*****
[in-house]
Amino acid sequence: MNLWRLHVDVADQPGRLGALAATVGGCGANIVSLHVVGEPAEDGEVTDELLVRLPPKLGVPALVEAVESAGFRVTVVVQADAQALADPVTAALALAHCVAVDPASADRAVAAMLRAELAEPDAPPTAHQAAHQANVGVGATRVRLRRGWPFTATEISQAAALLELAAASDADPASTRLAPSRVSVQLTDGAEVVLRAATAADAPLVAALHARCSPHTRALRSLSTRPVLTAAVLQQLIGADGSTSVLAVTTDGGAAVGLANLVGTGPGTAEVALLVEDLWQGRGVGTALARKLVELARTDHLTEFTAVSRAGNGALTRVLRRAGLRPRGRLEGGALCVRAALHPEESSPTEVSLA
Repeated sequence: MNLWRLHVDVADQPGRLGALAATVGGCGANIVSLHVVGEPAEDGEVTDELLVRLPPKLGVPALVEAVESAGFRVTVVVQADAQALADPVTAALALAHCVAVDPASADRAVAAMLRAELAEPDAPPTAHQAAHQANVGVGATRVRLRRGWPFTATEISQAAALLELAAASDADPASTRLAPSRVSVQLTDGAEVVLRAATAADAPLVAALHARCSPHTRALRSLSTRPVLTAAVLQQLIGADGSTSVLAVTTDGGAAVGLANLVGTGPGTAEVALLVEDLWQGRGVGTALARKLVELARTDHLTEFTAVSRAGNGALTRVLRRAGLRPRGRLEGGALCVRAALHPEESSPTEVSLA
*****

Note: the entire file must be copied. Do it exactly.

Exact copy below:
[in-house]
Amino acid sequence: MNLWRLHVDVADQPGRLGALAATVGGCGANIVSLHVVGEPAEDGEVTDELLVRLPPKLGVPALVEAVESAGFRVTVVVQADAQALADPVTAALALAHCVAVDPASADRAVAAMLRAELAEPDAPPTAHQAAHQANVGVGATRVRLRRGWPFTATEISQAAALLELAAASDADPASTRLAPSRVSVQLTDGAEVVLRAATAADAPLVAALHARCSPHTRALRSLSTRPVLTAAVLQQLIGADGSTSVLAVTTDGGAAVGLANLVGTGPGTAEVALLVEDLWQGRGVGTALARKLVELARTDHLTEFTAVSRAGNGALTRVLRRAGLRPRGRLEGGALCVRAALHPEESSPTEVSLA
Repeated sequence: MNLWRLHVDVADQPGRLGALAATVGGCGANIVSLHVVGEPAEDGEVTDELLVRLPPKLGVPALVEAVESAGFRVTVVVQADAQALADPVTAALALAHCVAVDPASADRAVAAMLRAELAEPDAPPTAHQAAHQANVGVGATRVRLRRGWPFTATEISQAAALLELAAASDADPASTRLAPSRVSVQLTDGAEVVLRAATAADAPLVAALHARCSPHTRALRSLSTRPVLTAAVLQQLIGADGSTSVLAVTTDGGAAVGLANLVGTGPGTAEVALLVEDLWQGRGVGTALARKLVELARTDHLTEFTAVSRAGNGALTRVLRRAGLRPRGRLEGGALCVRAALHPEESSPTEVSLA